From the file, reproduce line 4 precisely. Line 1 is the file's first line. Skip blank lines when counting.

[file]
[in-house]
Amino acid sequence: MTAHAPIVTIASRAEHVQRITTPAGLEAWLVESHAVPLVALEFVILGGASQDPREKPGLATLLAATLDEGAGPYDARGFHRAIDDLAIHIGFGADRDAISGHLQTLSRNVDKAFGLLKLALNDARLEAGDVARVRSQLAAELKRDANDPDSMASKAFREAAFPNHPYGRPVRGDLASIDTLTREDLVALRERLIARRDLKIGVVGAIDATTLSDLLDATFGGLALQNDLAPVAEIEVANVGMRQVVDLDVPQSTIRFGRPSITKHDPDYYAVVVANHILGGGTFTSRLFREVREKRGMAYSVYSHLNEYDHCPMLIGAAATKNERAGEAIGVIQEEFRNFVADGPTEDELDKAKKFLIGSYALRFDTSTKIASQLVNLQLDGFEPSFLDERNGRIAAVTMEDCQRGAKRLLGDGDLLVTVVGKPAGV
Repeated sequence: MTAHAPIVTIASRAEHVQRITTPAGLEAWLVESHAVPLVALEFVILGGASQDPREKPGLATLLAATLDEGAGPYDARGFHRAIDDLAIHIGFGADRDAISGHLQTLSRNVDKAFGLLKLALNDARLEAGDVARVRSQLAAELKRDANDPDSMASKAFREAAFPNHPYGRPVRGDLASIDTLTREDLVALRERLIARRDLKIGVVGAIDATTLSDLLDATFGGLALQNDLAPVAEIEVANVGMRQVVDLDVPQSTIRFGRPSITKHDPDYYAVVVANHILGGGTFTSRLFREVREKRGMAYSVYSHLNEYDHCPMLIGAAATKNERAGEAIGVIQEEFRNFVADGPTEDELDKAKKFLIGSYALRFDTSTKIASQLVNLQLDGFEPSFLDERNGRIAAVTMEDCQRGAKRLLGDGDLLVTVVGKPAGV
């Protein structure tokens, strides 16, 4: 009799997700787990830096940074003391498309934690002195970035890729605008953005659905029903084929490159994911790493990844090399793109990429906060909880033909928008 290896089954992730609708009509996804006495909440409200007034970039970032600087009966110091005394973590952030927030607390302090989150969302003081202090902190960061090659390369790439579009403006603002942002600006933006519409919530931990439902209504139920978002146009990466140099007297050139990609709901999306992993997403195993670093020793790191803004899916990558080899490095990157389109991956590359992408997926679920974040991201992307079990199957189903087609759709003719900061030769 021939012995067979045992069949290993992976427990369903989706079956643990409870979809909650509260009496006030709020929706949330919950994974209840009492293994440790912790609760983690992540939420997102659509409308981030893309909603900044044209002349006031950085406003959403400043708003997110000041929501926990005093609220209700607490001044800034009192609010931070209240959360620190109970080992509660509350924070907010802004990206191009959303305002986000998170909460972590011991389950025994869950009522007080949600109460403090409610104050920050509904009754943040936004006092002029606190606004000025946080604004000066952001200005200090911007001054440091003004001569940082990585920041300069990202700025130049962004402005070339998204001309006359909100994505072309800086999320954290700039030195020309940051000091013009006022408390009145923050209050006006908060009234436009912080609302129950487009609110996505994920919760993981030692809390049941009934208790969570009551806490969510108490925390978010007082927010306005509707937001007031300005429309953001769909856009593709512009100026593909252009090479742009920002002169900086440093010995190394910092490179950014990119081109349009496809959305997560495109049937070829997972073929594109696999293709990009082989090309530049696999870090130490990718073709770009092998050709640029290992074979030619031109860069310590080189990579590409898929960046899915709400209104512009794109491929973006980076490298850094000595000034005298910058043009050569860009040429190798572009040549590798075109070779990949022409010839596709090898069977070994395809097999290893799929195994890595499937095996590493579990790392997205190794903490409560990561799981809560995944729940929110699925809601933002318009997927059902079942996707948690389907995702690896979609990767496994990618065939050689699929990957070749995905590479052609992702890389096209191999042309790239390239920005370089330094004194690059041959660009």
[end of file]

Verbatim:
């Protein structure tokens, strides 16, 4: 009799997700787990830096940074003391498309934690002195970035890729605008953005659905029903084929490159994911790493990844090399793109990429906060909880033909928008 290896089954992730609708009509996804006495909440409200007034970039970032600087009966110091005394973590952030927030607390302090989150969302003081202090902190960061090659390369790439579009403006603002942002600006933006519409919530931990439902209504139920978002146009990466140099007297050139990609709901999306992993997403195993670093020793790191803004899916990558080899490095990157389109991956590359992408997926679920974040991201992307079990199957189903087609759709003719900061030769 021939012995067979045992069949290993992976427990369903989706079956643990409870979809909650509260009496006030709020929706949330919950994974209840009492293994440790912790609760983690992540939420997102659509409308981030893309909603900044044209002349006031950085406003959403400043708003997110000041929501926990005093609220209700607490001044800034009192609010931070209240959360620190109970080992509660509350924070907010802004990206191009959303305002986000998170909460972590011991389950025994869950009522007080949600109460403090409610104050920050509904009754943040936004006092002029606190606004000025946080604004000066952001200005200090911007001054440091003004001569940082990585920041300069990202700025130049962004402005070339998204001309006359909100994505072309800086999320954290700039030195020309940051000091013009006022408390009145923050209050006006908060009234436009912080609302129950487009609110996505994920919760993981030692809390049941009934208790969570009551806490969510108490925390978010007082927010306005509707937001007031300005429309953001769909856009593709512009100026593909252009090479742009920002002169900086440093010995190394910092490179950014990119081109349009496809959305997560495109049937070829997972073929594109696999293709990009082989090309530049696999870090130490990718073709770009092998050709640029290992074979030619031109860069310590080189990579590409898929960046899915709400209104512009794109491929973006980076490298850094000595000034005298910058043009050569860009040429190798572009040549590798075109070779990949022409010839596709090898069977070994395809097999290893799929195994890595499937095996590493579990790392997205190794903490409560990561799981809560995944729940929110699925809601933002318009997927059902079942996707948690389907995702690896979609990767496994990618065939050689699929990957070749995905590479052609992702890389096209191999042309790239390239920005370089330094004194690059041959660009």